Ruth Emery
By Ruth Emery
Financial Journalist
Updated 13 October 2023
|Read time: 5 mins

Here’s what you need to know about hard and soft credit checks

You may have heard the phrase “credit check” before, but what does this mean exactly?

A credit check is when a company like a credit card provider or mortgage lender looks at information from your credit report to understand your financial behaviour. Other companies like phone providers and utility suppliers may also perform a credit check. A credit check usually happens to ensure you can pay your loans or bills on time.

What happens in a credit check?

When you apply to borrow money – such as a loan, mortgage or credit card - the lender runs a credit check to see if you’re eligible for their product.

They look at your credit report, which includes details like your address; the amount owed on your mortgage, overdraft and any credit cards; and details of anyone you’re linked to financially. It also shows if you’ve had financial difficulties in the past, like a default registered against you, a County Court judgement (CCJ) or if you’ve declared bankruptcy.

This information is used to build up a picture of how you manage your finances and helps a lender to ascertain if you can afford their product. The credit check will help to determine whether your application for a credit card, loan or other credit product is successful and what interest rate and credit limit you can be offered.

What is a hard credit check?

A hard credit check is when a company makes a complete search of your credit report. This could happen when you’re applying for, say, a credit card, or a new mobile phone contract. A hard credit check can also be called a full credit check or a hard search.

Each hard search is then recorded on your report, known as a “footprint”. These footprints can be seen by any companies that search your credit report in future. In other words, any company performing a check will be able to see that you’ve previously applied for credit.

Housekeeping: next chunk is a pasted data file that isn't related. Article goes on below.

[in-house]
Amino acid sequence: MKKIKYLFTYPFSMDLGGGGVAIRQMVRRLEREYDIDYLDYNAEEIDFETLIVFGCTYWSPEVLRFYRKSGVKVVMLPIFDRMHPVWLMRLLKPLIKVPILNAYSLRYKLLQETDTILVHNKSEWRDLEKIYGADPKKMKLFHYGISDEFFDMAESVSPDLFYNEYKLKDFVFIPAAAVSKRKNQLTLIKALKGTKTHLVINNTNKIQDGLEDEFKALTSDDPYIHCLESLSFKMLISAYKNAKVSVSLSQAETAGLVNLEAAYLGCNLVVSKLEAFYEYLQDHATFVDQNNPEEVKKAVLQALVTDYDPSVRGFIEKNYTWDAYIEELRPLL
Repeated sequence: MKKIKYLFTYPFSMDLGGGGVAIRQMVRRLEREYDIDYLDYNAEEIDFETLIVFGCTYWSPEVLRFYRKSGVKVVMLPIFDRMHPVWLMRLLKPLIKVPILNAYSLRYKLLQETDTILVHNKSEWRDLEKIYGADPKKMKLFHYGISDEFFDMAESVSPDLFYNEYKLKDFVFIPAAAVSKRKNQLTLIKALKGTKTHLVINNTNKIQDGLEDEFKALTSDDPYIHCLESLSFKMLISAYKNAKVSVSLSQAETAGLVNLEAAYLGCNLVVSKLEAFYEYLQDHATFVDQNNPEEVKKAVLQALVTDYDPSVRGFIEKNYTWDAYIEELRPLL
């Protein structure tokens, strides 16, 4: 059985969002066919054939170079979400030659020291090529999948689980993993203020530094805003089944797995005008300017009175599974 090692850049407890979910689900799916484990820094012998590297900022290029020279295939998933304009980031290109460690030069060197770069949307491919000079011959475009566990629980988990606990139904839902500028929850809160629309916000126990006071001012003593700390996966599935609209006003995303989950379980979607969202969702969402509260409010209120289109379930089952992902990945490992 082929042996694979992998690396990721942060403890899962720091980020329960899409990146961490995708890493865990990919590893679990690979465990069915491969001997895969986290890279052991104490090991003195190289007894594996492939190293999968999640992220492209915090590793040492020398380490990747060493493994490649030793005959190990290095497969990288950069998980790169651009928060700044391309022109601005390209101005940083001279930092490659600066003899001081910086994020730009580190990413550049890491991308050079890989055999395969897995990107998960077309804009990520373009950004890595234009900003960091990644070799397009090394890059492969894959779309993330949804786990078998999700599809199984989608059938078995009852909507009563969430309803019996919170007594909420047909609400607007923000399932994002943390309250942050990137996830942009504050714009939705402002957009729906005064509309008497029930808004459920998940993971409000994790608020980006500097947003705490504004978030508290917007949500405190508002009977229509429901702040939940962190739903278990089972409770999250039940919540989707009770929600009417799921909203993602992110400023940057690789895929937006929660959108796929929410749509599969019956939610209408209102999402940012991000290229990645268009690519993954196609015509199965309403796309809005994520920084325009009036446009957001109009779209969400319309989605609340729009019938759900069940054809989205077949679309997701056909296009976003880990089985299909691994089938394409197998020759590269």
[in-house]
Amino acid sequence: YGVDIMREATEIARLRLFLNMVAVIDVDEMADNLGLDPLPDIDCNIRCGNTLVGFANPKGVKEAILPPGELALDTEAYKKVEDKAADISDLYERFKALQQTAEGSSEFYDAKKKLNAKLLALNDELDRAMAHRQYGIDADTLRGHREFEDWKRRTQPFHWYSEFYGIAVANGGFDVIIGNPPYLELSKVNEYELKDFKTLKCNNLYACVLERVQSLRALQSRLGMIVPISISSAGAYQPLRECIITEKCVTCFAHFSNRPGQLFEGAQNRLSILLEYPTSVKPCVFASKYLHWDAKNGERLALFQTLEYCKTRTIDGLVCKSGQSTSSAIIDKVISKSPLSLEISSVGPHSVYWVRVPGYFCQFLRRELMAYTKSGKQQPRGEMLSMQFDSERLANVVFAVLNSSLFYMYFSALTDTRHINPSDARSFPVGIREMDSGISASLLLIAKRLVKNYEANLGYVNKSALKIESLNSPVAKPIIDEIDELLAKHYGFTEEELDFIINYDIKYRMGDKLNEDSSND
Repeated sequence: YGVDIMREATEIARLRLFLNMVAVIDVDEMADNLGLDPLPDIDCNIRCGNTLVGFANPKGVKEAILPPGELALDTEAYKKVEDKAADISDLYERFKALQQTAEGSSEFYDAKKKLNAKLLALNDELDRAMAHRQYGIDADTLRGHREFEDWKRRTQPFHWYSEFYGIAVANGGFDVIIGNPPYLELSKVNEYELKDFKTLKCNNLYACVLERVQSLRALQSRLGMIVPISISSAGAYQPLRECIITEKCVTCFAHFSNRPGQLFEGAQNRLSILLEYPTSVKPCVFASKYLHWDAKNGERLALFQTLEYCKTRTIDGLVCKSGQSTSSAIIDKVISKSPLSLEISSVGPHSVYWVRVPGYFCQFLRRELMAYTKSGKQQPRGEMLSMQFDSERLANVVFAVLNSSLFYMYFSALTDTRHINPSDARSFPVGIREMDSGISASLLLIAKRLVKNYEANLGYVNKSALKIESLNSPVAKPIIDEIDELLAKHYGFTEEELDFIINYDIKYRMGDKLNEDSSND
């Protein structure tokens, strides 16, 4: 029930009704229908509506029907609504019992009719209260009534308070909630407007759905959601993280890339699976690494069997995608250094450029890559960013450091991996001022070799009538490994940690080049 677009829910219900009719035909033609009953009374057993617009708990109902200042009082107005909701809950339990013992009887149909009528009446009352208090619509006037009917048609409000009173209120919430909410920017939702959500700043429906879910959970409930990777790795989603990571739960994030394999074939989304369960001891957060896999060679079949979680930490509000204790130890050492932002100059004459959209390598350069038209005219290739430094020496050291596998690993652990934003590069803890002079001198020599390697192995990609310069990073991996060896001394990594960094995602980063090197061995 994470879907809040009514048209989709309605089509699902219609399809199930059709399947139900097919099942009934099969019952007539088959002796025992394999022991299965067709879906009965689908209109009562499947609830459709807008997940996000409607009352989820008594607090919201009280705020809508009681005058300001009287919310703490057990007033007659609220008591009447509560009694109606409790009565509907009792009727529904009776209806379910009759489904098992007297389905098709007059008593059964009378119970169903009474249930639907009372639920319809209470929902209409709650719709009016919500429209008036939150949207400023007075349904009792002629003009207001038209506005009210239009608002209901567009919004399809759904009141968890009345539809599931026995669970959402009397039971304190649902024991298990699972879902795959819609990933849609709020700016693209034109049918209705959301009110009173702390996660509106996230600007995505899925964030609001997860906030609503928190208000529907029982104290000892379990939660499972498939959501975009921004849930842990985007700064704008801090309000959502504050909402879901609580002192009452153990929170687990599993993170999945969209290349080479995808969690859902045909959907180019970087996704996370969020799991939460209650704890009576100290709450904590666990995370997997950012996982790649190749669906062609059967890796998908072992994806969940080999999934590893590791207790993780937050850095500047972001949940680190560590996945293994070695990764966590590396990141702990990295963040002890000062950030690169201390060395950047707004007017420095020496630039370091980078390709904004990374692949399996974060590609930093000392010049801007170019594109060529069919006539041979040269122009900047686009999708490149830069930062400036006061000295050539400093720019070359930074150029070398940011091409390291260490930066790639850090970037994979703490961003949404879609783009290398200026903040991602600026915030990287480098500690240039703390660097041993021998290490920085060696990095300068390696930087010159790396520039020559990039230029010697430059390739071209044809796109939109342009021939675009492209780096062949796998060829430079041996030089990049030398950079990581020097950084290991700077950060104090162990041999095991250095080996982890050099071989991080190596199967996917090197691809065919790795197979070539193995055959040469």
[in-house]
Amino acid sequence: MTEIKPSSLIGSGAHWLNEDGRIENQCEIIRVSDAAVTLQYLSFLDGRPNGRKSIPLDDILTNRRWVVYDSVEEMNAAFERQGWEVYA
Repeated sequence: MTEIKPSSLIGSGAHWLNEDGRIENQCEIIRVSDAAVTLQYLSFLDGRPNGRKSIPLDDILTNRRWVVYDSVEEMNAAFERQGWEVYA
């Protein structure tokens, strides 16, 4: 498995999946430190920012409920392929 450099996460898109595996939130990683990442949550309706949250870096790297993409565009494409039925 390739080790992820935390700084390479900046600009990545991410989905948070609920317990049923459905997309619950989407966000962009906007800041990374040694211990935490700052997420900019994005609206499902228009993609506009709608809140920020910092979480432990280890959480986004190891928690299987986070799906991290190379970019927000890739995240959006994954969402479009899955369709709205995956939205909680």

How long do hard searches stay on your credit file?

A footprint from a hard search usually remains on your credit report for at least 12 months. These footprints may influence whether a financial provider decides to lend money to you. For example, if lots of hard credit check footprints are left in a short space of time, lenders might think you’re desperate for credit and therefore be less likely to lend to you.

Does a hard credit check affect your credit score?

Before you can be approved for credit, a hard credit check will be completed by the lender. This won’t affect your credit rating greatly if it’s only done once in a while.

Making multiple credit applications could make lenders think you’re in financial trouble and that you’re a higher-risk borrower. Credit agency Experian also claims multiple hard checks in a short period of time can negatively impact your credit score.

A high credit score means lenders are more likely to accept your application, while a low credit score means you may struggle to get accepted for the best deals.

What is a soft credit check?

A soft credit check happens when you check your own credit report, or when a lender does an initial look to see whether you’re eligible for certain products and interest rates.